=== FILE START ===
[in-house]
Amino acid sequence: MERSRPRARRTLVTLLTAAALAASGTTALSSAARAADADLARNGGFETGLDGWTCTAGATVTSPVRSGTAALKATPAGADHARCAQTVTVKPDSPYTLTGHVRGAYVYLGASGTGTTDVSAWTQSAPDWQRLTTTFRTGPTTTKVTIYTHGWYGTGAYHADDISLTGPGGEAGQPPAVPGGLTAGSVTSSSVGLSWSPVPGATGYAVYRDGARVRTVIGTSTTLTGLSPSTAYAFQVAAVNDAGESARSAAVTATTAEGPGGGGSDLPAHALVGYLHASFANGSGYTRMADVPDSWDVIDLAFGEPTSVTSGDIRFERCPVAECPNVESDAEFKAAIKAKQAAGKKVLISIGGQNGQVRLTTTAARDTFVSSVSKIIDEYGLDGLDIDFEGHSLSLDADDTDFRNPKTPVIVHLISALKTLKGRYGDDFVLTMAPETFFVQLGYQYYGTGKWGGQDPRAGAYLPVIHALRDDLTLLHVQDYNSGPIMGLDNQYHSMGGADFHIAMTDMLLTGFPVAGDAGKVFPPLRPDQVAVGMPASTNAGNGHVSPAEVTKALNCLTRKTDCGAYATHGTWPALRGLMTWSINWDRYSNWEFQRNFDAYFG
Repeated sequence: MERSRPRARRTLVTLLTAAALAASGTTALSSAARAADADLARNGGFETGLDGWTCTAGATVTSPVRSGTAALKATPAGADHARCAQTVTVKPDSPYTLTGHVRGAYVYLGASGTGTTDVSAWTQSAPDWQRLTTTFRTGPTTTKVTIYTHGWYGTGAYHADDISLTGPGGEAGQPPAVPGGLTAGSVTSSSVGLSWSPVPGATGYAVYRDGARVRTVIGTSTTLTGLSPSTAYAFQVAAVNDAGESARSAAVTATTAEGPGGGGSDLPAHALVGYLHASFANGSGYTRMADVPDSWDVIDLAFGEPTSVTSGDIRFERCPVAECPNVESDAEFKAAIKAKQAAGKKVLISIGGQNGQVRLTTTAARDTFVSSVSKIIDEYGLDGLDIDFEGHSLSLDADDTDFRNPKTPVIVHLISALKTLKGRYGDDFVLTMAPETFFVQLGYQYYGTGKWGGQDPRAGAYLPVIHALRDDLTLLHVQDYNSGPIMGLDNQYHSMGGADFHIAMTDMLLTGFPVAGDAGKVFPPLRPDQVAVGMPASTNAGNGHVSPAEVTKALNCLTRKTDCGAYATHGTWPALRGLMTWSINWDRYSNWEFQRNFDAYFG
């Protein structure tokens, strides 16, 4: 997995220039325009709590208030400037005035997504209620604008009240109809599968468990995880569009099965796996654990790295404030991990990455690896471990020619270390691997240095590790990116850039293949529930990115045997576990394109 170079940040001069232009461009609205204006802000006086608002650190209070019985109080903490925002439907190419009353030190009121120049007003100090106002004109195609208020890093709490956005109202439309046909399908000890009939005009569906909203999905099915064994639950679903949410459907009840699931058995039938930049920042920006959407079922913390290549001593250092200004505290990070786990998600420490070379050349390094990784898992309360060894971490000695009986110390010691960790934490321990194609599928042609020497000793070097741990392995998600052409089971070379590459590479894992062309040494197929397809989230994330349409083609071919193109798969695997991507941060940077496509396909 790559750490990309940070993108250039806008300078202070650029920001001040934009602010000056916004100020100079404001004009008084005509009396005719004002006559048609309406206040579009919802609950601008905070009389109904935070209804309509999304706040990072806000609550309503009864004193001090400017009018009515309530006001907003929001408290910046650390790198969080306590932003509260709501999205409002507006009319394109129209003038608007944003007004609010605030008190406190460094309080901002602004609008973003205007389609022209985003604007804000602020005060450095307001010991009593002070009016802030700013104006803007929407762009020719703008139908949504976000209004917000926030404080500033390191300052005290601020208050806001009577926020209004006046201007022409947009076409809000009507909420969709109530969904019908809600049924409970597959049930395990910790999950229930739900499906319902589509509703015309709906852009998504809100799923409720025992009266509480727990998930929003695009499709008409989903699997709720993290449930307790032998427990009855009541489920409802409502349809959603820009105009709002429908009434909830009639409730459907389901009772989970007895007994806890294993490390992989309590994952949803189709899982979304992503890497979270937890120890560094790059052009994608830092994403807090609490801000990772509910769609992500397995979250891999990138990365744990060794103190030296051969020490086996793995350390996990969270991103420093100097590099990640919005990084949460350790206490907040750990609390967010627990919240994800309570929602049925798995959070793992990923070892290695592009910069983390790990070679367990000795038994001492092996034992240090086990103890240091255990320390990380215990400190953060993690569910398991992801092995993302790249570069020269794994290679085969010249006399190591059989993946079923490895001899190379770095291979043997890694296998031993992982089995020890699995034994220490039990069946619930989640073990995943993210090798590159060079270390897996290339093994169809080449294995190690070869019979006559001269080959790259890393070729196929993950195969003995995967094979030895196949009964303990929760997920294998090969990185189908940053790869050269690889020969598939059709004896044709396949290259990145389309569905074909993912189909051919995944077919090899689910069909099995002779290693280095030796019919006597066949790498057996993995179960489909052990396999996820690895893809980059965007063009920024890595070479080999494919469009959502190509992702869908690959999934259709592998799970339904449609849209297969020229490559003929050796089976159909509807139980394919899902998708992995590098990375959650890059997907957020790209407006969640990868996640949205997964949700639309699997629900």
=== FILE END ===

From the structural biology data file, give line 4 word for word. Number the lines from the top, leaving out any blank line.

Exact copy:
């Protein structure tokens, strides 16, 4: 997995220039325009709590208030400037005035997504209620604008009240109809599968468990995880569009099965796996654990790295404030991990990455690896471990020619270390691997240095590790990116850039293949529930990115045997576990394109 170079940040001069232009461009609205204006802000006086608002650190209070019985109080903490925002439907190419009353030190009121120049007003100090106002004109195609208020890093709490956005109202439309046909399908000890009939005009569906909203999905099915064994639950679903949410459907009840699931058995039938930049920042920006959407079922913390290549001593250092200004505290990070786990998600420490070379050349390094990784898992309360060894971490000695009986110390010691960790934490321990194609599928042609020497000793070097741990392995998600052409089971070379590459590479894992062309040494197929397809989230994330349409083609071919193109798969695997991507941060940077496509396909 790559750490990309940070993108250039806008300078202070650029920001001040934009602010000056916004100020100079404001004009008084005509009396005719004002006559048609309406206040579009919802609950601008905070009389109904935070209804309509999304706040990072806000609550309503009864004193001090400017009018009515309530006001907003929001408290910046650390790198969080306590932003509260709501999205409002507006009319394109129209003038608007944003007004609010605030008190406190460094309080901002602004609008973003205007389609022209985003604007804000602020005060450095307001010991009593002070009016802030700013104006803007929407762009020719703008139908949504976000209004917000926030404080500033390191300052005290601020208050806001009577926020209004006046201007022409947009076409809000009507909420969709109530969904019908809600049924409970597959049930395990910790999950229930739900499906319902589509509703015309709906852009998504809100799923409720025992009266509480727990998930929003695009499709008409989903699997709720993290449930307790032998427990009855009541489920409802409502349809959603820009105009709002429908009434909830009639409730459907389901009772989970007895007994806890294993490390992989309590994952949803189709899982979304992503890497979270937890120890560094790059052009994608830092994403807090609490801000990772509910769609992500397995979250891999990138990365744990060794103190030296051969020490086996793995350390996990969270991103420093100097590099990640919005990084949460350790206490907040750990609390967010627990919240994800309570929602049925798995959070793992990923070892290695592009910069983390790990070679367990000795038994001492092996034992240090086990103890240091255990320390990380215990400190953060993690569910398991992801092995993302790249570069020269794994290679085969010249006399190591059989993946079923490895001899190379770095291979043997890694296998031993992982089995020890699995034994220490039990069946619930989640073990995943993210090798590159060079270390897996290339093994169809080449294995190690070869019979006559001269080959790259890393070729196929993950195969003995995967094979030895196949009964303990929760997920294998090969990185189908940053790869050269690889020969598939059709004896044709396949290259990145389309569905074909993912189909051919995944077919090899689910069909099995002779290693280095030796019919006597066949790498057996993995179960489909052990396999996820690895893809980059965007063009920024890595070479080999494919469009959502190509992702869908690959999934259709592998799970339904449609849209297969020229490559003929050796089976159909509807139980394919899902998708992995590098990375959650890059997907957020790209407006969640990868996640949205997964949700639309699997629900």